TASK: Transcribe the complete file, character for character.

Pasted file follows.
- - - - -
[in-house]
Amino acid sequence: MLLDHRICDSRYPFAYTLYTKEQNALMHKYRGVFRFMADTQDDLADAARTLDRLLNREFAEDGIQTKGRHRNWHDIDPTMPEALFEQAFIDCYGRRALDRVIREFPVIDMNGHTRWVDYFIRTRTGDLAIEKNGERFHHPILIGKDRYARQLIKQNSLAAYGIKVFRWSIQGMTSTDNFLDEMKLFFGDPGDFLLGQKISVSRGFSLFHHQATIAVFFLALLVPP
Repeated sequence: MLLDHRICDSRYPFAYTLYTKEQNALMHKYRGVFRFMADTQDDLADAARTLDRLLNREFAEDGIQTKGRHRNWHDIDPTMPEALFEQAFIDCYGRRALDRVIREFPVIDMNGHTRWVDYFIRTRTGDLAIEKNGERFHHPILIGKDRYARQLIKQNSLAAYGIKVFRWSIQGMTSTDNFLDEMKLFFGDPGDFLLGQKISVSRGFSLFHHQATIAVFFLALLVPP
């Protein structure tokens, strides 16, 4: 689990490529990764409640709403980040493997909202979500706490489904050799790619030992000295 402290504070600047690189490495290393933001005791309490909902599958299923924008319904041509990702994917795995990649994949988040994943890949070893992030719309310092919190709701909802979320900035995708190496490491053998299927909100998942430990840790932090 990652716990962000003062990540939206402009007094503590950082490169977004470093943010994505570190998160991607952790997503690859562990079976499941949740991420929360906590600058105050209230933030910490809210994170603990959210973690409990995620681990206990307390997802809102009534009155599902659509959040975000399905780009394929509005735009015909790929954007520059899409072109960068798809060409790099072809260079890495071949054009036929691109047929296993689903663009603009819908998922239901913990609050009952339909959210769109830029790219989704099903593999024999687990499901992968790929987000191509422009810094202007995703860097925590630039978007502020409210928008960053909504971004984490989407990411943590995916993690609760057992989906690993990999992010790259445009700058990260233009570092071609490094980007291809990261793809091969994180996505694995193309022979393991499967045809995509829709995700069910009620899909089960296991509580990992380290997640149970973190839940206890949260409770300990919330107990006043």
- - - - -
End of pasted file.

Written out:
[in-house]
Amino acid sequence: MLLDHRICDSRYPFAYTLYTKEQNALMHKYRGVFRFMADTQDDLADAARTLDRLLNREFAEDGIQTKGRHRNWHDIDPTMPEALFEQAFIDCYGRRALDRVIREFPVIDMNGHTRWVDYFIRTRTGDLAIEKNGERFHHPILIGKDRYARQLIKQNSLAAYGIKVFRWSIQGMTSTDNFLDEMKLFFGDPGDFLLGQKISVSRGFSLFHHQATIAVFFLALLVPP
Repeated sequence: MLLDHRICDSRYPFAYTLYTKEQNALMHKYRGVFRFMADTQDDLADAARTLDRLLNREFAEDGIQTKGRHRNWHDIDPTMPEALFEQAFIDCYGRRALDRVIREFPVIDMNGHTRWVDYFIRTRTGDLAIEKNGERFHHPILIGKDRYARQLIKQNSLAAYGIKVFRWSIQGMTSTDNFLDEMKLFFGDPGDFLLGQKISVSRGFSLFHHQATIAVFFLALLVPP
């Protein structure tokens, strides 16, 4: 689990490529990764409640709403980040493997909202979500706490489904050799790619030992000295 402290504070600047690189490495290393933001005791309490909902599958299923924008319904041509990702994917795995990649994949988040994943890949070893992030719309310092919190709701909802979320900035995708190496490491053998299927909100998942430990840790932090 990652716990962000003062990540939206402009007094503590950082490169977004470093943010994505570190998160991607952790997503690859562990079976499941949740991420929360906590600058105050209230933030910490809210994170603990959210973690409990995620681990206990307390997802809102009534009155599902659509959040975000399905780009394929509005735009015909790929954007520059899409072109960068798809060409790099072809260079890495071949054009036929691109047929296993689903663009603009819908998922239901913990609050009952339909959210769109830029790219989704099903593999024999687990499901992968790929987000191509422009810094202007995703860097925590630039978007502020409210928008960053909504971004984490989407990411943590995916993690609760057992989906690993990999992010790259445009700058990260233009570092071609490094980007291809990261793809091969994180996505694995193309022979393991499967045809995509829709995700069910009620899909089960296991509580990992380290997640149970973190839940206890949260409770300990919330107990006043």